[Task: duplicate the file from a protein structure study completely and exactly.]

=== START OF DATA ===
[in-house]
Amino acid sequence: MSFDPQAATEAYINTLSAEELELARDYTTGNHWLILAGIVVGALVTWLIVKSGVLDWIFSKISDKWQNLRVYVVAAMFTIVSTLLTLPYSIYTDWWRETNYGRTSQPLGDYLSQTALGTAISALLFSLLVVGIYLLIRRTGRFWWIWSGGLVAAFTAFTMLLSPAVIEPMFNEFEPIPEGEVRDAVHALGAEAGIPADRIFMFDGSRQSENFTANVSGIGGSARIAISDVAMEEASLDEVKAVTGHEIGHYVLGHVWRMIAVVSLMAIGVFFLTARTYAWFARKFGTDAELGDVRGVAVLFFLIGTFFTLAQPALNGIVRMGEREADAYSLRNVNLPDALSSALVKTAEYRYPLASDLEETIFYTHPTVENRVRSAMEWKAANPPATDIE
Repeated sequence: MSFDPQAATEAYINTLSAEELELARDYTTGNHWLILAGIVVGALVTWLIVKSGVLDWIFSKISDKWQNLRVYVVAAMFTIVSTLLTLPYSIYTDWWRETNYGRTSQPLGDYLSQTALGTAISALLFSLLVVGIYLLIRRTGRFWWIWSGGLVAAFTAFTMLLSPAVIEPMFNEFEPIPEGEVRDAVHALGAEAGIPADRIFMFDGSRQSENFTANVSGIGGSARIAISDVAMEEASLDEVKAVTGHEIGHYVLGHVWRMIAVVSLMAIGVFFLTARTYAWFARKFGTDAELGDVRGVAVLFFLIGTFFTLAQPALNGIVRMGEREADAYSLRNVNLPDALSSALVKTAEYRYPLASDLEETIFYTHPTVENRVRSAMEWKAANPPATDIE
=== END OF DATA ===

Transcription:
[in-house]
Amino acid sequence: MSFDPQAATEAYINTLSAEELELARDYTTGNHWLILAGIVVGALVTWLIVKSGVLDWIFSKISDKWQNLRVYVVAAMFTIVSTLLTLPYSIYTDWWRETNYGRTSQPLGDYLSQTALGTAISALLFSLLVVGIYLLIRRTGRFWWIWSGGLVAAFTAFTMLLSPAVIEPMFNEFEPIPEGEVRDAVHALGAEAGIPADRIFMFDGSRQSENFTANVSGIGGSARIAISDVAMEEASLDEVKAVTGHEIGHYVLGHVWRMIAVVSLMAIGVFFLTARTYAWFARKFGTDAELGDVRGVAVLFFLIGTFFTLAQPALNGIVRMGEREADAYSLRNVNLPDALSSALVKTAEYRYPLASDLEETIFYTHPTVENRVRSAMEWKAANPPATDIE
Repeated sequence: MSFDPQAATEAYINTLSAEELELARDYTTGNHWLILAGIVVGALVTWLIVKSGVLDWIFSKISDKWQNLRVYVVAAMFTIVSTLLTLPYSIYTDWWRETNYGRTSQPLGDYLSQTALGTAISALLFSLLVVGIYLLIRRTGRFWWIWSGGLVAAFTAFTMLLSPAVIEPMFNEFEPIPEGEVRDAVHALGAEAGIPADRIFMFDGSRQSENFTANVSGIGGSARIAISDVAMEEASLDEVKAVTGHEIGHYVLGHVWRMIAVVSLMAIGVFFLTARTYAWFARKFGTDAELGDVRGVAVLFFLIGTFFTLAQPALNGIVRMGEREADAYSLRNVNLPDALSSALVKTAEYRYPLASDLEETIFYTHPTVENRVRSAMEWKAANPPATDIE